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    Skoda Partially Relocates Cable Production to Morocco Amid Ukraine War

    The Ukraine war has led many automotive operators to relocate part of their operations to other countries due to supply chain disruptions.

    02 Jun 2022

    Rabat - Czechian car manufacturer Skoda Auto on Wednesday announced its plans to increase cable harness production in the Moroccan cities of Kenitra and Tangier to fill the production gap caused by the war in Ukraine.

    “We have been working very closely with our partners over the past few weeks to minimize the impact of the war in Ukraine on the supply of cable harnesses,” the company said in a press release.

    Faced with supply bottlenecks, Skoda returned to Morocco, Romania, and the Czech while remaining “fully committed” to its Ukrainian partners. The company has notably increased its cable harness production in its Ukrainian plant in Zhytomyr despite the ongoing war.

    “The arrangements will allow for current production volumes to be doubled if necessary,” the company’s statement added.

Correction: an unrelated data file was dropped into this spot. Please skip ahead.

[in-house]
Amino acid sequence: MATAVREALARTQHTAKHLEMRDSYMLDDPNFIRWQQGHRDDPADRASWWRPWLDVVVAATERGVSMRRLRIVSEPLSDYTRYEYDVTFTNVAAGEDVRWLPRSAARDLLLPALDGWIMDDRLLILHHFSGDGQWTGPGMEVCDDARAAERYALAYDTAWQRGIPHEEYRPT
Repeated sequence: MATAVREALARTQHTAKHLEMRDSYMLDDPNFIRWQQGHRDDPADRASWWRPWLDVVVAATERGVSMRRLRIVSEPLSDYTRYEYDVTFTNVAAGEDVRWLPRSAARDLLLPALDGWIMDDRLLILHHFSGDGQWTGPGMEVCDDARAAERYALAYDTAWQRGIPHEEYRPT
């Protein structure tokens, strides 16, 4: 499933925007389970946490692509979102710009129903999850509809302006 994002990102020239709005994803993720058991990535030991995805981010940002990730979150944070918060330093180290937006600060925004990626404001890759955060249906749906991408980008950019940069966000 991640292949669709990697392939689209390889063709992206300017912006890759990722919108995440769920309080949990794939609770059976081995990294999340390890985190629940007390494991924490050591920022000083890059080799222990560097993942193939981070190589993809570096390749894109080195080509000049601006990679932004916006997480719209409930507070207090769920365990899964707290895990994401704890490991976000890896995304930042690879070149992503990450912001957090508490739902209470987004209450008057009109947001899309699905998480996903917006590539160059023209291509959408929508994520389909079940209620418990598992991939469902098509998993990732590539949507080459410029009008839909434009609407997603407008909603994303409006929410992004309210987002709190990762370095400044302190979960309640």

The war in Ukraine has halted the production of the all-electric model ENYAQ iV for eight weeks.
    To resume operations, the company decided to increase production capacity in the Kenitra plant with the support of the Kromberg & Schubert company, in addition to expanding operations in Tangier starting from September to produce cable harnesses for ENYAQ iV, OCTAVIA, and SUPERB models.

    Along with increasing production output in Morocco, Skoda managed, within the first five weeks of the war, to relocate part of its cable harness production from Ukraine to its headquarters in Mlada Boleslav, Czechia.

    Since April, Skoda’s operations have “gradually ramped up” with the support of PEKM Kabeltechnik, which “built the necessary production equipment in assembly halls.”

    Skoda also relocated 35 female staff from its Lviv plant in Ukraine to train its employees in the Czech Republic on cable harness production.

    The lingering impact of the Ukraine war extends beyond the automotive sector to burden the semiconductor production, energy supply, and food sectors.

    As Ukraine supplies roughly 50% of the neon gas used in manufacturing microchips, the current shortage impacts a spectrum of industrial activities from producing cars to smartwatches.

    While being subject to the supply chain disruptions due to the COVID-19 and war in Ukraine, Morocco’s modern automotive infrastructure has provided a cost-effective destination and trained human capital for companies planning to relocate their factories or parts of their operations.


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